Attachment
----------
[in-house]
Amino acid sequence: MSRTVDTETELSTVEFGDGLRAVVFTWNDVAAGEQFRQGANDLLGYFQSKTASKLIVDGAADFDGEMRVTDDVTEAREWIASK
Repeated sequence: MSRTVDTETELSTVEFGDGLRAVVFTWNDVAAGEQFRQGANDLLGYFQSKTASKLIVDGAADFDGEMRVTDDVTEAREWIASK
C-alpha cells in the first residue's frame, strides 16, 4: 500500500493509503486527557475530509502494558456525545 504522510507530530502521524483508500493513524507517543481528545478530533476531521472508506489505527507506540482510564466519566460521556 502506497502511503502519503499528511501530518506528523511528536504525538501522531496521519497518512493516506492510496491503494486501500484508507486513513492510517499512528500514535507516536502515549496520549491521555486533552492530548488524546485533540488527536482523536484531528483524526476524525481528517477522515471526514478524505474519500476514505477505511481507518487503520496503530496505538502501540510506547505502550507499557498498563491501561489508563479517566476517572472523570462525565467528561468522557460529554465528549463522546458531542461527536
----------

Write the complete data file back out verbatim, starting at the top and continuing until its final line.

[in-house]
Amino acid sequence: MSRTVDTETELSTVEFGDGLRAVVFTWNDVAAGEQFRQGANDLLGYFQSKTASKLIVDGAADFDGEMRVTDDVTEAREWIASK
Repeated sequence: MSRTVDTETELSTVEFGDGLRAVVFTWNDVAAGEQFRQGANDLLGYFQSKTASKLIVDGAADFDGEMRVTDDVTEAREWIASK
C-alpha cells in the first residue's frame, strides 16, 4: 500500500493509503486527557475530509502494558456525545 504522510507530530502521524483508500493513524507517543481528545478530533476531521472508506489505527507506540482510564466519566460521556 502506497502511503502519503499528511501530518506528523511528536504525538501522531496521519497518512493516506492510496491503494486501500484508507486513513492510517499512528500514535507516536502515549496520549491521555486533552492530548488524546485533540488527536482523536484531528483524526476524525481528517477522515471526514478524505474519500476514505477505511481507518487503520496503530496505538502501540510506547505502550507499557498498563491501561489508563479517566476517572472523570462525565467528561468522557460529554465528549463522546458531542461527536